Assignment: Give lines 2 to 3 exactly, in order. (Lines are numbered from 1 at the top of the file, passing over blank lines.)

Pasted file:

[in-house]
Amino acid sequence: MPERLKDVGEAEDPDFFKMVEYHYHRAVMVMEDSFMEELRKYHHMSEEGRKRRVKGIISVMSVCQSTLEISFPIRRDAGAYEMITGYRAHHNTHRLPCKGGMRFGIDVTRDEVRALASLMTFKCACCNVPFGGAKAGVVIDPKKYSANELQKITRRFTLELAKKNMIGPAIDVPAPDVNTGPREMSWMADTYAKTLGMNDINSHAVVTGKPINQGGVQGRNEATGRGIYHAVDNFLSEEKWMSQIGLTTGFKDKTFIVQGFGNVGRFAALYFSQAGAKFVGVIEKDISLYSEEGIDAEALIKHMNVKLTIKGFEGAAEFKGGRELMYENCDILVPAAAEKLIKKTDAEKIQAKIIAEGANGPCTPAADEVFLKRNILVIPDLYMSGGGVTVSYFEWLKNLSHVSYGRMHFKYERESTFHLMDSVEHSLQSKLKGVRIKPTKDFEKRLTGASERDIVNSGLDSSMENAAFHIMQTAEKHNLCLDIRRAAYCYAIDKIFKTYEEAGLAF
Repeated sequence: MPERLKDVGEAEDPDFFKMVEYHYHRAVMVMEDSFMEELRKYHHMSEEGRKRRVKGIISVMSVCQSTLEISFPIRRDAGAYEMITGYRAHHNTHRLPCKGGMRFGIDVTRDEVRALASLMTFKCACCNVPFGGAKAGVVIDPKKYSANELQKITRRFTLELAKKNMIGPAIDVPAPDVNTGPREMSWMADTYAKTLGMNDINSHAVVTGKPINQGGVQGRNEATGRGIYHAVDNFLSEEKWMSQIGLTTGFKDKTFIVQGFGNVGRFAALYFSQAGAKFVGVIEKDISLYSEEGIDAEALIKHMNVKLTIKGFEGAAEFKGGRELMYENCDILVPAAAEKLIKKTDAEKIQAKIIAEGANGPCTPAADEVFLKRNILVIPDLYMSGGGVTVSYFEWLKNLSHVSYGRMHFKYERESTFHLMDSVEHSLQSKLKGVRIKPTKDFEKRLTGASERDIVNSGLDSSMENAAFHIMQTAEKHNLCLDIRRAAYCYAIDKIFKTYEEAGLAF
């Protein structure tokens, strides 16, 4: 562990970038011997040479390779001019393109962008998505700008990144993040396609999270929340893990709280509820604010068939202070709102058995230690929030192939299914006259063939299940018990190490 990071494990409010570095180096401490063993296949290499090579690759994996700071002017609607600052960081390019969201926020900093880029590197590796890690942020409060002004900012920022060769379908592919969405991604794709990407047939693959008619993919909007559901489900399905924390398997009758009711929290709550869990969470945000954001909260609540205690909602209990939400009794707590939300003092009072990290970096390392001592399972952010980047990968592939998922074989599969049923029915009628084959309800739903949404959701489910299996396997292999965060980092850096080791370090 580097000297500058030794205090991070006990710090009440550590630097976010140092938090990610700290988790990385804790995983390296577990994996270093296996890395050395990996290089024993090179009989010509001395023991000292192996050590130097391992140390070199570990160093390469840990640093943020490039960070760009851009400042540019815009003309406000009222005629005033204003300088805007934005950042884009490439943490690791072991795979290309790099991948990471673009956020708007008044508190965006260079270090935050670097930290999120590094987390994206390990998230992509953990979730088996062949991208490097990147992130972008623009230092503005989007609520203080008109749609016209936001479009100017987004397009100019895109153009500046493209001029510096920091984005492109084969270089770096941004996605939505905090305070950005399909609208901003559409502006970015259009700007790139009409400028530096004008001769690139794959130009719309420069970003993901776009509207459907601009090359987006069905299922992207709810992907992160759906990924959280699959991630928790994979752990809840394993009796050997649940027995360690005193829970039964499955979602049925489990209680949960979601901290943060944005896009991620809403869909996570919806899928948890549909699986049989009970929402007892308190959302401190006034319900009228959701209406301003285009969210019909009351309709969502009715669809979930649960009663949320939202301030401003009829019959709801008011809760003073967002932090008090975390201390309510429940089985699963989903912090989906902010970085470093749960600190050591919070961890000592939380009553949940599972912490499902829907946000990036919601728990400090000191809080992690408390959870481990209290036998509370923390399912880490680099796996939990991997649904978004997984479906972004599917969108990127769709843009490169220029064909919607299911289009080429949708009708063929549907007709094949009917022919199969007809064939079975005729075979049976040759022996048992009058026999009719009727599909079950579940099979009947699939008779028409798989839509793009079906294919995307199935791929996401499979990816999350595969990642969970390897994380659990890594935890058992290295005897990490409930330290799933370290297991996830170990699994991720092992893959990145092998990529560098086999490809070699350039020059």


Amino acid sequence: MPERLKDVGEAEDPDFFKMVEYHYHRAVMVMEDSFMEELRKYHHMSEEGRKRRVKGIISVMSVCQSTLEISFPIRRDAGAYEMITGYRAHHNTHRLPCKGGMRFGIDVTRDEVRALASLMTFKCACCNVPFGGAKAGVVIDPKKYSANELQKITRRFTLELAKKNMIGPAIDVPAPDVNTGPREMSWMADTYAKTLGMNDINSHAVVTGKPINQGGVQGRNEATGRGIYHAVDNFLSEEKWMSQIGLTTGFKDKTFIVQGFGNVGRFAALYFSQAGAKFVGVIEKDISLYSEEGIDAEALIKHMNVKLTIKGFEGAAEFKGGRELMYENCDILVPAAAEKLIKKTDAEKIQAKIIAEGANGPCTPAADEVFLKRNILVIPDLYMSGGGVTVSYFEWLKNLSHVSYGRMHFKYERESTFHLMDSVEHSLQSKLKGVRIKPTKDFEKRLTGASERDIVNSGLDSSMENAAFHIMQTAEKHNLCLDIRRAAYCYAIDKIFKTYEEAGLAF
Repeated sequence: MPERLKDVGEAEDPDFFKMVEYHYHRAVMVMEDSFMEELRKYHHMSEEGRKRRVKGIISVMSVCQSTLEISFPIRRDAGAYEMITGYRAHHNTHRLPCKGGMRFGIDVTRDEVRALASLMTFKCACCNVPFGGAKAGVVIDPKKYSANELQKITRRFTLELAKKNMIGPAIDVPAPDVNTGPREMSWMADTYAKTLGMNDINSHAVVTGKPINQGGVQGRNEATGRGIYHAVDNFLSEEKWMSQIGLTTGFKDKTFIVQGFGNVGRFAALYFSQAGAKFVGVIEKDISLYSEEGIDAEALIKHMNVKLTIKGFEGAAEFKGGRELMYENCDILVPAAAEKLIKKTDAEKIQAKIIAEGANGPCTPAADEVFLKRNILVIPDLYMSGGGVTVSYFEWLKNLSHVSYGRMHFKYERESTFHLMDSVEHSLQSKLKGVRIKPTKDFEKRLTGASERDIVNSGLDSSMENAAFHIMQTAEKHNLCLDIRRAAYCYAIDKIFKTYEEAGLAF